Bracken Fern
Bracken Fern
Height: 1 m
The Bracken Fern is a large, hardy fern species that can grow up to 1 m in height. The leaves are large, triangular fronds, which are pinnately divided 2-3 times and have spores along the edge of leaves. The leaves emerge as fiddleheads between March and May. The fiddleheads can be edible for humans but may contain toxic, carcinogenic properties so should be carefully researched and prepared before consumption. This plant can grow aggressively and should be planted with lot's of space. Fossils of Bracken Fern have been found that are over 55 million years old.
White Pine
White Pine
Height: 30m
The White Pine is Ontario's provincial tree. This species is the largest northeastern conifer with soft and light needles. The needles are bundled into groups of 5 and are spirally spread around the twigs. White Pine bark is smooth and grey-green when young, becoming dark grey and deeply furrowed upon maturation. This tree produces yellow-green seed cones which are long, cylindrical, and covered in 50-80 scales. Unfortunately, this species is susceptible to White Pine Blister Rust and attacks by the White Pine Weevil. White Pine is a hardy tree which can tolerate a wide range of soil conditions, from sphagnum bogs to dry sandy and rocky ridges.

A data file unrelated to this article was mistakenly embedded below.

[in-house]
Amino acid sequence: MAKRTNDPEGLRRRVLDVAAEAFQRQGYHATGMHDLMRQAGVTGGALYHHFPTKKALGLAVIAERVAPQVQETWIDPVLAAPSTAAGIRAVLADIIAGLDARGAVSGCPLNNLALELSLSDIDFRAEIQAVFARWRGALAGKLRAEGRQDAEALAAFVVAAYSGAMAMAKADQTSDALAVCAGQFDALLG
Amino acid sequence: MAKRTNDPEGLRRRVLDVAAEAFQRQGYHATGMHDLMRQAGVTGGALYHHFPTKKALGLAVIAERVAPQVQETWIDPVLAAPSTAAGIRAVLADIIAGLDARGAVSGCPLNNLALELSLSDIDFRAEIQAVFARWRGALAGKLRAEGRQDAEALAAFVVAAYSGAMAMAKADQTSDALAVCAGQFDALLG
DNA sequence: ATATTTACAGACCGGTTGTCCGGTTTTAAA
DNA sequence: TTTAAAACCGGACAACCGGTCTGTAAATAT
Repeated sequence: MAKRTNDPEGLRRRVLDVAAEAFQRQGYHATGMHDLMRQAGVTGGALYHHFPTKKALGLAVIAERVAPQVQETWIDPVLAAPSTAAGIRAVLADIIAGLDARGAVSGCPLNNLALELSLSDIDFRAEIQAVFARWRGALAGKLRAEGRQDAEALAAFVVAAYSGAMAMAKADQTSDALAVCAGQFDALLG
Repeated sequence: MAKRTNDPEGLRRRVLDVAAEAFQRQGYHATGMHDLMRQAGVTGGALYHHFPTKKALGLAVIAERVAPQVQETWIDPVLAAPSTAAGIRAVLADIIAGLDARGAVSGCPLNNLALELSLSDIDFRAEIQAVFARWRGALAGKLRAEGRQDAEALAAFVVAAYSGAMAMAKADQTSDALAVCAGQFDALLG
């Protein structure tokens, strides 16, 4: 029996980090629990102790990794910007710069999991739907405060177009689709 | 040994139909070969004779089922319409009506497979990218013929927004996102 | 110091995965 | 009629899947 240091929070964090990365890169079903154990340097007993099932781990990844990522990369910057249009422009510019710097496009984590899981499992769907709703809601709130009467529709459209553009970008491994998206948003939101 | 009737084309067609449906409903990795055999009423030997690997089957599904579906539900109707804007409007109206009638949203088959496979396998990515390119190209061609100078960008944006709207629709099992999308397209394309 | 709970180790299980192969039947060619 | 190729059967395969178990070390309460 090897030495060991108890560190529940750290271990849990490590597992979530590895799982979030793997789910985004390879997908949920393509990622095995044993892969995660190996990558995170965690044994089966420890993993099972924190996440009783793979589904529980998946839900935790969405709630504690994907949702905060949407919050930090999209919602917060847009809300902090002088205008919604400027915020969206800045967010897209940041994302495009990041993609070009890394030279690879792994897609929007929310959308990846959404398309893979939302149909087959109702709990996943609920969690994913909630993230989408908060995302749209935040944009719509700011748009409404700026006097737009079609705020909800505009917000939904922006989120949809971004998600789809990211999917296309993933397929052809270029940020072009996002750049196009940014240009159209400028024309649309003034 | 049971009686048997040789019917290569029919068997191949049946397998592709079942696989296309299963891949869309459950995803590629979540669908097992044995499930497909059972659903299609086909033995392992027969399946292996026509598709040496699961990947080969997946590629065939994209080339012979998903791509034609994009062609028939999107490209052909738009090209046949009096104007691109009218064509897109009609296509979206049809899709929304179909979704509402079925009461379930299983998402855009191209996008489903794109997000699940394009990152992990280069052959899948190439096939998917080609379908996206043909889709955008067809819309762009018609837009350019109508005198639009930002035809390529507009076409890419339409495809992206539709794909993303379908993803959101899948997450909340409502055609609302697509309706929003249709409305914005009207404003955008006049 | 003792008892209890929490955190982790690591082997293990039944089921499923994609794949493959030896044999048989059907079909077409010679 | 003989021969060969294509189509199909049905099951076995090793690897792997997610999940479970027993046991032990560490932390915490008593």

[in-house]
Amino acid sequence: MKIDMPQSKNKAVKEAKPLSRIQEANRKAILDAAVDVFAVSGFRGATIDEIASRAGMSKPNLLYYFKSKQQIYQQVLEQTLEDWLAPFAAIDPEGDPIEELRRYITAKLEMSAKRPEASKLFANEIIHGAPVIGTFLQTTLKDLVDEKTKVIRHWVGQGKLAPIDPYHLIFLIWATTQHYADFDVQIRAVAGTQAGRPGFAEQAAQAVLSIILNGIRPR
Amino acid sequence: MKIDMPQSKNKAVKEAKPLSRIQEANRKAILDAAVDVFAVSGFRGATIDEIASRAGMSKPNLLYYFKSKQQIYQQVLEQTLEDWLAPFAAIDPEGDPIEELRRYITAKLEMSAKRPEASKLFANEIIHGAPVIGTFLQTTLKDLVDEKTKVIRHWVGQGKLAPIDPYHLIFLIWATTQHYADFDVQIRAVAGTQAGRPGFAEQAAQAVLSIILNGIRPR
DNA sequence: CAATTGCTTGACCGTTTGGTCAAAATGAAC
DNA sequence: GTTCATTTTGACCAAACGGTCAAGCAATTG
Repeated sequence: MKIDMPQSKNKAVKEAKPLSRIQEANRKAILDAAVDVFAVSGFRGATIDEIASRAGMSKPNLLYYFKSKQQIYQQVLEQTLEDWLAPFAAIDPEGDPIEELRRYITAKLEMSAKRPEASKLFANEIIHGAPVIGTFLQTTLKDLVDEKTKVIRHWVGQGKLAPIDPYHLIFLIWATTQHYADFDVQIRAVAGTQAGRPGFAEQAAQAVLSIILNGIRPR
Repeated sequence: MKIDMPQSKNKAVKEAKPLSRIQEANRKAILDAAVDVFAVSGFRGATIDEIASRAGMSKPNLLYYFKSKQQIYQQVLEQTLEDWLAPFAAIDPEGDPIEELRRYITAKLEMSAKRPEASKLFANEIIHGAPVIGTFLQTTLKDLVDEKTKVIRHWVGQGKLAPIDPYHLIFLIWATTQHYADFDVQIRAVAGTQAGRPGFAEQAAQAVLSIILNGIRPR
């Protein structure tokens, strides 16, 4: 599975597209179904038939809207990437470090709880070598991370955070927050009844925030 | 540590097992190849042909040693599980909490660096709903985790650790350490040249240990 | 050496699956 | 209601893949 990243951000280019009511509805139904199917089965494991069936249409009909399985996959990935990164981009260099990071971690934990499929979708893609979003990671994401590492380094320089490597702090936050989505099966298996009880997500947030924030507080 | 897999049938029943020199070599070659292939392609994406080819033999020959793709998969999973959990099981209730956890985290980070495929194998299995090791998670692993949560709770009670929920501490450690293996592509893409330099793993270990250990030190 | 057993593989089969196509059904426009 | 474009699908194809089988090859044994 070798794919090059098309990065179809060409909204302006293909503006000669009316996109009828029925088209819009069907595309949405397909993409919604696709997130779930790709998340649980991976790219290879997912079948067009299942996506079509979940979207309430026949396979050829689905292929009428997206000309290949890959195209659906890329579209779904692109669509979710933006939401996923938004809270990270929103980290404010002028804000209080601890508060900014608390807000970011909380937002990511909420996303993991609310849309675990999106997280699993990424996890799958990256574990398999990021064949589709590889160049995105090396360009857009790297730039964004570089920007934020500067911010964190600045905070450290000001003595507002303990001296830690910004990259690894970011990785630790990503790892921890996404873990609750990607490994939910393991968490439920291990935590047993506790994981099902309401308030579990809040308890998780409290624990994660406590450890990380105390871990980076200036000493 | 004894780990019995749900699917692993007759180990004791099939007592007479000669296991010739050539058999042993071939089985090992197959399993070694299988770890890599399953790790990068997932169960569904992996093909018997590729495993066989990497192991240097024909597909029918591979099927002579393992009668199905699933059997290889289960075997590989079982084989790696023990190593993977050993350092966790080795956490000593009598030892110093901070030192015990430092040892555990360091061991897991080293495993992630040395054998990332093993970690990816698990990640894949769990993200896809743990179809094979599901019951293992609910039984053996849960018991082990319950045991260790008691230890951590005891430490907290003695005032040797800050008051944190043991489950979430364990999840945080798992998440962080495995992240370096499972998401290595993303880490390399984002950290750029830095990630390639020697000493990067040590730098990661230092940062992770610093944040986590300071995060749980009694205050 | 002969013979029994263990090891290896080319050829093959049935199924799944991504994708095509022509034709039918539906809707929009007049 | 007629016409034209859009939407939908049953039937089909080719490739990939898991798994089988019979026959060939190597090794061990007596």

Common Polypody
Common Polypody
Height: 30 cm
The Common Polypody is a small, evergreen fern species that typically grows less than 30 cm in height. This plant may also be known by the common names Rock Polypody or Rock Cap Fern. The leaves are erect, leathery, yellow green to dark green colored, and pinnately compound with 8-20 deep lobes.